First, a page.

What’s the Rush? The Art of Slowing Down at the Table

What’s the Rush? The Art of Slowing Down at the Table

By Paul “RegiTime” Regan

One thing I have noticed when sweating players I am working with, especially players that are struggling the most, is their propensity to rush nearly all of their decisions.

We are not blessed with a huge amount of time at the online felt but we do have more than enough time to regularly go through a number of basic thought processes which can help us immeasurably.

When I ask players why they rushed a particular decision, a common answer is that they thought an action was “standard”, i.e.; they flop top pair, so naturally, they make a c-bet. This of course is completely standard in most instances but what if our c-bet gets raised? If called, which turn cards are we going to continue firing on? If called, which turn cards are we slowing down on? The above questions are questions we’ll regularly need to have answers for and sometimes, 30 seconds isn’t enough to find the best answer.

I wish I’d had more time” Is something players often say to me when faced with one of the above questions. There is a simple way to give yourself more time AND relieve some of the pressure of having to figure out what the best move is.

The time can be found  by planning ahead using the time left after deciding to fire our c-bet. So, we decide after 2 seconds that c-betting is the correct play. We still have 28 seconds left to use, so why not use them now to consider our options should certain scenarios arise?

It’s way better to decide we’re bet/folding before getting raised. When we get raised, we can become frustrated, trying to find the most appropriate action under the stress of frustration can often lead to us making a poor decision. If we have already made a decision to bet/fold, bet/call, or bet/3-bet before we’re faced with the question, we’re going to find ourselves regularly making more correct decisions at the table.

Why does the ace always hit?” A scare card arriving on a subsequent street is a regular source of annoyance and frustration. This annoyance and frustration is heightened significantly when we’re not properly prepared for it.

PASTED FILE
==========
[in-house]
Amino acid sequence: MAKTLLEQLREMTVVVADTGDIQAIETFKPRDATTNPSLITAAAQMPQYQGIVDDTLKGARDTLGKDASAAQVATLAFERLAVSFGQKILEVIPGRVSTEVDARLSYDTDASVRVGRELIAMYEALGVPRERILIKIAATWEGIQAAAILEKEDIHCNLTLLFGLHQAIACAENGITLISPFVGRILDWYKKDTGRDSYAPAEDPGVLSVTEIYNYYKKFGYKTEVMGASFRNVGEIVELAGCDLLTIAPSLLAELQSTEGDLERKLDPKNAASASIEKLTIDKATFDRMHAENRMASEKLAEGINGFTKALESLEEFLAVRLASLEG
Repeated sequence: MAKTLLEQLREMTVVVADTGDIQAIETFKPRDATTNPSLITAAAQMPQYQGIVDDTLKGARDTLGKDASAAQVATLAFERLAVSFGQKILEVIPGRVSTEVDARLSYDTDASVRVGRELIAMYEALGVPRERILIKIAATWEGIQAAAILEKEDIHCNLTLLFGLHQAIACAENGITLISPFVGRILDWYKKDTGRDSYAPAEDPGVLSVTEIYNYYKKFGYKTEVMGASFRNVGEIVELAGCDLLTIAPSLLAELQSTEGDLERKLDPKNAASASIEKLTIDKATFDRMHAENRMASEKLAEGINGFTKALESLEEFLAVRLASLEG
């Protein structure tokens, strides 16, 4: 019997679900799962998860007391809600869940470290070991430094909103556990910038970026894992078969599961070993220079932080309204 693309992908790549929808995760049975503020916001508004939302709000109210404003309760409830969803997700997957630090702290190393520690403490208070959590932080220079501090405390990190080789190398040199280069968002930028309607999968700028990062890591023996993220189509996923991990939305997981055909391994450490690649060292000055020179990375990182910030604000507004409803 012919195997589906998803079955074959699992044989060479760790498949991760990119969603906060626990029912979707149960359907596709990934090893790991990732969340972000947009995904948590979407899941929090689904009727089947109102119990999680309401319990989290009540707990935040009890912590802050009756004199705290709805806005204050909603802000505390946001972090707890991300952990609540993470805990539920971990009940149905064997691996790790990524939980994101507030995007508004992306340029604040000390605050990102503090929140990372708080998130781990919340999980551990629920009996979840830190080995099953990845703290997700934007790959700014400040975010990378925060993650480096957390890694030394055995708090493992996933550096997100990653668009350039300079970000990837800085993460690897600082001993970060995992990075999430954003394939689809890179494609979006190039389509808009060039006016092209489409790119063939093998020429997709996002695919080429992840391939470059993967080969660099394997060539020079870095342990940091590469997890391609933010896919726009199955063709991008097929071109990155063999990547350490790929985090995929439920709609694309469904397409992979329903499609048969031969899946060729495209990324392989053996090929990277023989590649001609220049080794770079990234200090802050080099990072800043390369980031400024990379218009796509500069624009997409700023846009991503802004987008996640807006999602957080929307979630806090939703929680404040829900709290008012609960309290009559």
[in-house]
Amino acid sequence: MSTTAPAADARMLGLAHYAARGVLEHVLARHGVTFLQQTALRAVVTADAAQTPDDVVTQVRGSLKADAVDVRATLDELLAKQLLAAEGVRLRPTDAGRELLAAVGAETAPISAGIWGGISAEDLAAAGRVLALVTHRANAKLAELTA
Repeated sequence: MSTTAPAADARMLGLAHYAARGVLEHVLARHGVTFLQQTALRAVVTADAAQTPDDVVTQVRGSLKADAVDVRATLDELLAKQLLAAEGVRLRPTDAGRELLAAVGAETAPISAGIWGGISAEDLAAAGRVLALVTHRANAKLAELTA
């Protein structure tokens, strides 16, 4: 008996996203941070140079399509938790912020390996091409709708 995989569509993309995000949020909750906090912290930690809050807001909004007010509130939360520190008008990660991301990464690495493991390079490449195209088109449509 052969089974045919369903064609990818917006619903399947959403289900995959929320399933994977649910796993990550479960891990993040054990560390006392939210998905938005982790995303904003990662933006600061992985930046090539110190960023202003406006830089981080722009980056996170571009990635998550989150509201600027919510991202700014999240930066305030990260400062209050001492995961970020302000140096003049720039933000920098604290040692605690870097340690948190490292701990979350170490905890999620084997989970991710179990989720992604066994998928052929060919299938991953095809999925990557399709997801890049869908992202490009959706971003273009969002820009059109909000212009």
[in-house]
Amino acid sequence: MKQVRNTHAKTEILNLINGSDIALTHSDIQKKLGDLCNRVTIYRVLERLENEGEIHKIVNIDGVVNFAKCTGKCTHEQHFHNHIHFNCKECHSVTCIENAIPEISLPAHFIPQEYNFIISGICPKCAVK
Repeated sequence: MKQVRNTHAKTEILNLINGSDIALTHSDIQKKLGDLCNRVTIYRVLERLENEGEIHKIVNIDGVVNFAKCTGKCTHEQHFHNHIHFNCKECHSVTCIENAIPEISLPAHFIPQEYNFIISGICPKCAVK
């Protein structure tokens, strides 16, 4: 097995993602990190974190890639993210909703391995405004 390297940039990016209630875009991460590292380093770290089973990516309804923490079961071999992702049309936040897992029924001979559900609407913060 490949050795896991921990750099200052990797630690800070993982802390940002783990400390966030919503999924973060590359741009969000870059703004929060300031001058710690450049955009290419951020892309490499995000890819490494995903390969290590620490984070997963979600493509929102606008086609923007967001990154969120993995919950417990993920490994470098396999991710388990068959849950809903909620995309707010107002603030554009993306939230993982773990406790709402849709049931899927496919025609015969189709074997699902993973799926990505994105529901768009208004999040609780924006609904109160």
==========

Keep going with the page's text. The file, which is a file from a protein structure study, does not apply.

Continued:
Again, we should be using any spare time we have from previous decisions to consider how we’re going to react to particular cards on future streets. Again, this protects us from being forced to make tough decisions under the added pressure of a diminishing time bank whilst also suffering the added stress/frustration of seeing a card we didn’t particularly want to see.

You’re almost certainly a better poker player than your results currently suggest. In spots where you frequently struggle, you’re almost certainly better equipped to deal with them than you think.

How often, when reviewing a hand do you think to yourself that you made a bad play? When you identify a bad play you have made, it’s proof that you have the skill/knowledge to deal with that situation, so what went wrong in live play?

Almost certainly, you rushed.

The next time you fire up a session, open less tables. Force yourself to be pro-active rather than reactive. Instead of having x amount of tables blinking at you and constantly feeling under time pressure, learn to go though a routine of asking yourself a series of “what if” type questions before clicking the action button.

With experience, this will become second nature to you and you will feel able to add more tables again. The difference then will be when you add those tables back into your game, you’ll be using your time so much more efficiently that your win rate is significantly less likely to be affected by the increase in volume.

Time is precious. Use it wisely and most definitely don’t waste a second of it.